The impact of training students how to write introductions for academic essays: An exploratory, longitudinal study

Gavin Thomas Lumsden BROWN, Jennifer C. MARSHALL

Research output: Contribution to journalArticles

6 Citations (Scopus)

Abstract

Successful academic writing requires strong command of the rhetorical moves that orient the reader to the theme and substantive material of an academic essay. Effective control of the introduction leads to better overall writing. The goal of this study was to devise and evaluate a pedagogy for teaching the writing of academic essay introductions. The study employed a pre-, post-, and delayed post-test design in a single university student learning site. Student writing was scored on eight aspects related to (1) structure and content and (2) style. Confirmatory factor analysis reduced the eight scores aggregated into the two scales. A single two-hour workshop increased the participants’ (n = 87) performance in the rhetorical structure and content of their introductions, but not the style. A longitudinal model (n = 20) using three sets of parcelled scores showed that the structure and content of the introduction positively predicted the grade awarded by the student’s faculty. Direct instruction in writing introductions, through a relatively short, low-cost, genre-based training programme, appears to achieve significant student learning. Copyright © 2012 Taylor & Francis.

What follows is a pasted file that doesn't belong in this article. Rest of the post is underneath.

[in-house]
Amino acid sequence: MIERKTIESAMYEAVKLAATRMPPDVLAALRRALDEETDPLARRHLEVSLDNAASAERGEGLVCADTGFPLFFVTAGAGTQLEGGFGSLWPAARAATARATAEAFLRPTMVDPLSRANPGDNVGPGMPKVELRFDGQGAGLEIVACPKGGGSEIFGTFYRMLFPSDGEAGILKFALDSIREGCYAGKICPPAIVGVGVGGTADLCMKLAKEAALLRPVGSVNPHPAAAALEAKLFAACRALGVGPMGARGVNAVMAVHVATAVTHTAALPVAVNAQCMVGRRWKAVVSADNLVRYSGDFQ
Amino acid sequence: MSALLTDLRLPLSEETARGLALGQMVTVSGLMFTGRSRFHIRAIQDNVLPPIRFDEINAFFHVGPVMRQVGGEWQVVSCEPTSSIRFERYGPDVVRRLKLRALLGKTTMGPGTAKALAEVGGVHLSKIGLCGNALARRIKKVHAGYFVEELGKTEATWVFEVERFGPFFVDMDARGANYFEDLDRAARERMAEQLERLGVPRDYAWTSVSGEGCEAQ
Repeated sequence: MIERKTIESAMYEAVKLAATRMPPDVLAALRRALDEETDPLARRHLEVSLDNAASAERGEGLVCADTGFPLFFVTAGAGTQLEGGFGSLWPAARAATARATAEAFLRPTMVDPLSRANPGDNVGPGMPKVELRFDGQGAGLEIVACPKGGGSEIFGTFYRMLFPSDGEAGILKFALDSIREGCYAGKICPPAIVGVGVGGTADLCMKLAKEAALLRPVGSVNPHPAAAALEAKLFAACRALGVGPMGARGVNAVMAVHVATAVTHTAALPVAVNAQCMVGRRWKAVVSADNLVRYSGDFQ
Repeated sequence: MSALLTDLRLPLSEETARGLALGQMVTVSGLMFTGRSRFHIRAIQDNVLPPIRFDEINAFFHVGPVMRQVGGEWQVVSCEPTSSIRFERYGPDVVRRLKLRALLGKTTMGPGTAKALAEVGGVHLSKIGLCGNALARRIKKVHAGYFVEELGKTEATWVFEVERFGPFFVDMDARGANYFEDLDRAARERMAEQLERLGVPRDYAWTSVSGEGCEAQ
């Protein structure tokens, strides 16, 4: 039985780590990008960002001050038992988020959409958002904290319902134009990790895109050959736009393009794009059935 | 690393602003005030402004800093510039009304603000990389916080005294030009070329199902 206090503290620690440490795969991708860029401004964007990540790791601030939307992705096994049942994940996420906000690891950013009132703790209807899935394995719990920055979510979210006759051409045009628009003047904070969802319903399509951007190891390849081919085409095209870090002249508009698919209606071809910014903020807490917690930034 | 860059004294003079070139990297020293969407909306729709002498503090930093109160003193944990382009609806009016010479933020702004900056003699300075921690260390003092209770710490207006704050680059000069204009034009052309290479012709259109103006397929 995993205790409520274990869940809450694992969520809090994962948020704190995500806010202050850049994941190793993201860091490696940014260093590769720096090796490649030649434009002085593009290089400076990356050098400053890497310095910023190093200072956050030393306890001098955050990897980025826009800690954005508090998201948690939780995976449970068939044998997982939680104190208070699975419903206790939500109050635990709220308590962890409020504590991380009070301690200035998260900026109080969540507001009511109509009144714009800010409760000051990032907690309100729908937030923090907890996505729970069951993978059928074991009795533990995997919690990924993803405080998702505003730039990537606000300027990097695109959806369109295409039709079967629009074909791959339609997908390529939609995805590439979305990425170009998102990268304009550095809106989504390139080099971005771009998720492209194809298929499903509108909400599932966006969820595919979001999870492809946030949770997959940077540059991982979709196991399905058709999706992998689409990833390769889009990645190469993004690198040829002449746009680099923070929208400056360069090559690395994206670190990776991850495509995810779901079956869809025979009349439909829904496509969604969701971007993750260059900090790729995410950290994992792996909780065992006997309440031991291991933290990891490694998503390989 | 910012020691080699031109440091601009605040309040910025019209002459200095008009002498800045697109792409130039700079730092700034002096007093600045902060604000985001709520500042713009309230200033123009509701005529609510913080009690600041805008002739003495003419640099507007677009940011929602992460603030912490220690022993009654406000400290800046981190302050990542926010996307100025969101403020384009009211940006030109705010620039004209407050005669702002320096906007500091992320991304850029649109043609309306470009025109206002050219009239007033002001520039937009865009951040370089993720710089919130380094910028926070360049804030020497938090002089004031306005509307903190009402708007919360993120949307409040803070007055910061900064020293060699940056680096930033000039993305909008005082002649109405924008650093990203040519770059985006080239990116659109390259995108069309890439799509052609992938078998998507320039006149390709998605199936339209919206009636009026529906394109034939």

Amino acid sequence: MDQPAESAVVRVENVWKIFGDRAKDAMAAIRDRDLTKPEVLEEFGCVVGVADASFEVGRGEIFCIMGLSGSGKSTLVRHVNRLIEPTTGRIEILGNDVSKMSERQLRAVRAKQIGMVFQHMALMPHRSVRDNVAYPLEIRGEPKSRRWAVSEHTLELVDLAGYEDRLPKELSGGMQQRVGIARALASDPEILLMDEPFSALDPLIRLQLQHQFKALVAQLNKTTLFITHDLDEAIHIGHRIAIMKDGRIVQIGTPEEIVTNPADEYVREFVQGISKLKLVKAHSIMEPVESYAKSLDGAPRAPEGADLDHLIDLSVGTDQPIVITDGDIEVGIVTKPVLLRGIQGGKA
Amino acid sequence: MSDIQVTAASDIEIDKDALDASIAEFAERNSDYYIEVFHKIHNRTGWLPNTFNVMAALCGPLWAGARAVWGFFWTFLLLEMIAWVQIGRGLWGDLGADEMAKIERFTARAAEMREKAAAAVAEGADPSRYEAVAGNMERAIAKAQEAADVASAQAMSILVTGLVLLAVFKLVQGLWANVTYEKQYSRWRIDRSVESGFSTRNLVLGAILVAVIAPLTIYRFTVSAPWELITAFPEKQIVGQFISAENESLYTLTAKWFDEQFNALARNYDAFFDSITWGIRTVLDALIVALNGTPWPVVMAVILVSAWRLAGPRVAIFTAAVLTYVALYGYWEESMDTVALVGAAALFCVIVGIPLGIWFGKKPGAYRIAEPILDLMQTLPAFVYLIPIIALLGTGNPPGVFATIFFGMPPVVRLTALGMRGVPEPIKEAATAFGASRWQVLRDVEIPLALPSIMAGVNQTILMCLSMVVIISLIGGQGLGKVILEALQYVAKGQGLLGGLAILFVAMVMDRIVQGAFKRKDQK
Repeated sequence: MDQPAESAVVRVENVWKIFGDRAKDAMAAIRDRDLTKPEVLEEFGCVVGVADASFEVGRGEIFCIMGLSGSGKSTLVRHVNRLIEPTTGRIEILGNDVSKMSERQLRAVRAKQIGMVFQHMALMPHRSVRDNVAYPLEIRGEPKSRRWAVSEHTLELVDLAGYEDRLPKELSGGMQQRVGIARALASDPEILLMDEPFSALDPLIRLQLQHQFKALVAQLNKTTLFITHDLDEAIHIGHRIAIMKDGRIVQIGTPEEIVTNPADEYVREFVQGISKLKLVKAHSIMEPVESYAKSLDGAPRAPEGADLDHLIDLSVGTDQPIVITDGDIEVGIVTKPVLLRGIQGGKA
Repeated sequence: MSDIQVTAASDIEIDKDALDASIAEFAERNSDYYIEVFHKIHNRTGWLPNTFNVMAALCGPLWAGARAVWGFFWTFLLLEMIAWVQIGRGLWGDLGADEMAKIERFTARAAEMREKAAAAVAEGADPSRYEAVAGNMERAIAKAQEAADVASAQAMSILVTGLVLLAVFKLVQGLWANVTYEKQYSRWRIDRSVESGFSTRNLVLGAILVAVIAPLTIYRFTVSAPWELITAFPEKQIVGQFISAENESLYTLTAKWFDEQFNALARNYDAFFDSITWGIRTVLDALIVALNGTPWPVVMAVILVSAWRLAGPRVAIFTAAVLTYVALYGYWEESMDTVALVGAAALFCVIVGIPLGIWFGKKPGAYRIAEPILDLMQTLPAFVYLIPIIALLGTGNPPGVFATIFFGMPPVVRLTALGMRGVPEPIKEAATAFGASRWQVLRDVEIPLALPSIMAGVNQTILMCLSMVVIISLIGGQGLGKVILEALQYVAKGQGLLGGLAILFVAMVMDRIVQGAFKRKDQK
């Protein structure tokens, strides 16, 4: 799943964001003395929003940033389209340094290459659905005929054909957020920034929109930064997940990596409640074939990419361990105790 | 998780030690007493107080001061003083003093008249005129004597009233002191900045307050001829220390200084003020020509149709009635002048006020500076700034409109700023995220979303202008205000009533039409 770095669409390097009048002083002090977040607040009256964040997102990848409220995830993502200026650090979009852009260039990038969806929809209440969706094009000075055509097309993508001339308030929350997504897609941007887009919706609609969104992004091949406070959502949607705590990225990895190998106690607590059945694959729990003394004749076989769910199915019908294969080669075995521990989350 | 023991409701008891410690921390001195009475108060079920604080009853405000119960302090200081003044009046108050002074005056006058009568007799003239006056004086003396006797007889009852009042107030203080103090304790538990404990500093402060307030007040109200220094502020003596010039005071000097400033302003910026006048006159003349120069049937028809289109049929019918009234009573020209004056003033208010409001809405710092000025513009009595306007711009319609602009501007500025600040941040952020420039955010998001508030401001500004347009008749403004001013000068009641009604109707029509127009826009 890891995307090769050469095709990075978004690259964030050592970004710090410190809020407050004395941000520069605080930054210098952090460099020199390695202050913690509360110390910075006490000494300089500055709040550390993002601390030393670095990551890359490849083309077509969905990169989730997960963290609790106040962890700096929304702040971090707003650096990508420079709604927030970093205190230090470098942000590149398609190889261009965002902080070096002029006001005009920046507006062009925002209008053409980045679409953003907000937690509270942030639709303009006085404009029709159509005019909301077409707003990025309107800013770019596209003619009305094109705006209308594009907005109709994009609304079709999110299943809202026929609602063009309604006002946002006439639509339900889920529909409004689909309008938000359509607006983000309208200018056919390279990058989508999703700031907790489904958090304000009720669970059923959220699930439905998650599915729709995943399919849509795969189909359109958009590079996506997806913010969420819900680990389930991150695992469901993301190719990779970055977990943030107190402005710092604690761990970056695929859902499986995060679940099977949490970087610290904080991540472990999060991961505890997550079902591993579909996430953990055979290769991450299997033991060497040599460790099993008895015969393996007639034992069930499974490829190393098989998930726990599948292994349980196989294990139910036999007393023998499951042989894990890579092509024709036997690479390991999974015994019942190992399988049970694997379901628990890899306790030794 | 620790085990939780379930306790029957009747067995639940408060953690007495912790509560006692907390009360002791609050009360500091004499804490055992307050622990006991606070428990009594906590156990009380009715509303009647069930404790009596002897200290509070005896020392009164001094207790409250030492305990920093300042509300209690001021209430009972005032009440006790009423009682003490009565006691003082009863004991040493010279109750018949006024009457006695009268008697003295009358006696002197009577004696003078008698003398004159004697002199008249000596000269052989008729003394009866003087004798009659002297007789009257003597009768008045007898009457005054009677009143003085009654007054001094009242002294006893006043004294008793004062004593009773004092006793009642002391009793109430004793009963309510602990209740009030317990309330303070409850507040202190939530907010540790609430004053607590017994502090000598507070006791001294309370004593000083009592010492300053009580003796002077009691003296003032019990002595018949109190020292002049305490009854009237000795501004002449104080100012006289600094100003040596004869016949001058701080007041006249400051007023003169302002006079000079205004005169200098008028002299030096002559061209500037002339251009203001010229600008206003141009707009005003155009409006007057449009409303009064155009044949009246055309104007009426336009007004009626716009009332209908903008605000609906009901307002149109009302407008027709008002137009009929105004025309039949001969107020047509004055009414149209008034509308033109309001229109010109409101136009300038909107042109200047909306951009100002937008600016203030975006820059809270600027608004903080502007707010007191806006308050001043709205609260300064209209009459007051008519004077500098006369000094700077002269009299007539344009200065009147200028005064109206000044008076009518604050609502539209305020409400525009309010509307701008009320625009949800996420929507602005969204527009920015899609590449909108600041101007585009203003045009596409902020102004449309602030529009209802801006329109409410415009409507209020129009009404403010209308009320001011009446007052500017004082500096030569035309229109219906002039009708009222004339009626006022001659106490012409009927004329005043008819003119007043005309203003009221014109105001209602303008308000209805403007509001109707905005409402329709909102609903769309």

Original languageEnglish
Pages (from-to)653-670
JournalAssessment & Evaluation in Higher Education
Volume37
Issue number6
DOIs
Publication statusPublished - Sep 2012

Citation

Brown, G. T. L., & Marshall, J. C. (2012). The impact of training students how to write introductions for academic essays: An exploratory, longitudinal study. Assessment & Evaluation in Higher Education, 37(6), 653-670.

Keywords

  • Academic essays
  • Rhetorical structure
  • Training effects
  • Structural equation model longitudinal analysis

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